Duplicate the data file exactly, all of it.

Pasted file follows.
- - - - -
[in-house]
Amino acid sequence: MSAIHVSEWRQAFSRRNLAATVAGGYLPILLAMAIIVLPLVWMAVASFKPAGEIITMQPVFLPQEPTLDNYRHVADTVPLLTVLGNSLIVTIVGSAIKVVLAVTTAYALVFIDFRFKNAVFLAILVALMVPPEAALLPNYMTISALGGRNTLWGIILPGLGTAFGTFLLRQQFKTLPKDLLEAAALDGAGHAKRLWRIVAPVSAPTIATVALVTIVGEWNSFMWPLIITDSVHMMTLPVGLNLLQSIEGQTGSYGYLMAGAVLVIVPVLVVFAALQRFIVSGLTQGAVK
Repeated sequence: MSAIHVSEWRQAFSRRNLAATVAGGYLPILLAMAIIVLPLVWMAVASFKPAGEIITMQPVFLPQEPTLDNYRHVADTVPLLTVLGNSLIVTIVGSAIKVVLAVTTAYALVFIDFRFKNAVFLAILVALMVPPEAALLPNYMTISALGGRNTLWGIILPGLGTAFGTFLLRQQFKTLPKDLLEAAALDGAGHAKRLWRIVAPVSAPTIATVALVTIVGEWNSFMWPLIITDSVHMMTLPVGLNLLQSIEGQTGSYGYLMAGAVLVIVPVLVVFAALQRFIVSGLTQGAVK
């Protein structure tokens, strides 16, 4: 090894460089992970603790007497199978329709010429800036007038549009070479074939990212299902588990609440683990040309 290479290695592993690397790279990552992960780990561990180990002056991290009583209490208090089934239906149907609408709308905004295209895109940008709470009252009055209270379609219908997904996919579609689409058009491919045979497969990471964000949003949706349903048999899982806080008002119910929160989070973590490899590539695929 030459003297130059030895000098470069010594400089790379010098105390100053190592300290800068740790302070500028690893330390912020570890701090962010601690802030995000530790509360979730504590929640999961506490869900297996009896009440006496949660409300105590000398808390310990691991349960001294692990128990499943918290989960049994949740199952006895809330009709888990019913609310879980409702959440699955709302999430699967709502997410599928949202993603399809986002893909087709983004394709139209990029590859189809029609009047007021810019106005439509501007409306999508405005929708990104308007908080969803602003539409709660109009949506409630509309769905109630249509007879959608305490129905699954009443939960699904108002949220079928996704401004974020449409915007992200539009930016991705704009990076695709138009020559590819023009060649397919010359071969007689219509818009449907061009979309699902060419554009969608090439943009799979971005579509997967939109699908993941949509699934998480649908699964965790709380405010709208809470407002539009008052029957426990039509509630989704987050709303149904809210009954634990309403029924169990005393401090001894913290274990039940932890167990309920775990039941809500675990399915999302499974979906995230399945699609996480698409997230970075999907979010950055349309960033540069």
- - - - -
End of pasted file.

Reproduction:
[in-house]
Amino acid sequence: MSAIHVSEWRQAFSRRNLAATVAGGYLPILLAMAIIVLPLVWMAVASFKPAGEIITMQPVFLPQEPTLDNYRHVADTVPLLTVLGNSLIVTIVGSAIKVVLAVTTAYALVFIDFRFKNAVFLAILVALMVPPEAALLPNYMTISALGGRNTLWGIILPGLGTAFGTFLLRQQFKTLPKDLLEAAALDGAGHAKRLWRIVAPVSAPTIATVALVTIVGEWNSFMWPLIITDSVHMMTLPVGLNLLQSIEGQTGSYGYLMAGAVLVIVPVLVVFAALQRFIVSGLTQGAVK
Repeated sequence: MSAIHVSEWRQAFSRRNLAATVAGGYLPILLAMAIIVLPLVWMAVASFKPAGEIITMQPVFLPQEPTLDNYRHVADTVPLLTVLGNSLIVTIVGSAIKVVLAVTTAYALVFIDFRFKNAVFLAILVALMVPPEAALLPNYMTISALGGRNTLWGIILPGLGTAFGTFLLRQQFKTLPKDLLEAAALDGAGHAKRLWRIVAPVSAPTIATVALVTIVGEWNSFMWPLIITDSVHMMTLPVGLNLLQSIEGQTGSYGYLMAGAVLVIVPVLVVFAALQRFIVSGLTQGAVK
């Protein structure tokens, strides 16, 4: 090894460089992970603790007497199978329709010429800036007038549009070479074939990212299902588990609440683990040309 290479290695592993690397790279990552992960780990561990180990002056991290009583209490208090089934239906149907609408709308905004295209895109940008709470009252009055209270379609219908997904996919579609689409058009491919045979497969990471964000949003949706349903048999899982806080008002119910929160989070973590490899590539695929 030459003297130059030895000098470069010594400089790379010098105390100053190592300290800068740790302070500028690893330390912020570890701090962010601690802030995000530790509360979730504590929640999961506490869900297996009896009440006496949660409300105590000398808390310990691991349960001294692990128990499943918290989960049994949740199952006895809330009709888990019913609310879980409702959440699955709302999430699967709502997410599928949202993603399809986002893909087709983004394709139209990029590859189809029609009047007021810019106005439509501007409306999508405005929708990104308007908080969803602003539409709660109009949506409630509309769905109630249509007879959608305490129905699954009443939960699904108002949220079928996704401004974020449409915007992200539009930016991705704009990076695709138009020559590819023009060649397919010359071969007689219509818009449907061009979309699902060419554009969608090439943009799979971005579509997967939109699908993941949509699934998480649908699964965790709380405010709208809470407002539009008052029957426990039509509630989704987050709303149904809210009954634990309403029924169990005393401090001894913290274990039940932890167990309920775990039941809500675990399915999302499974979906995230399945699609996480698409997230970075999907979010950055349309960033540069």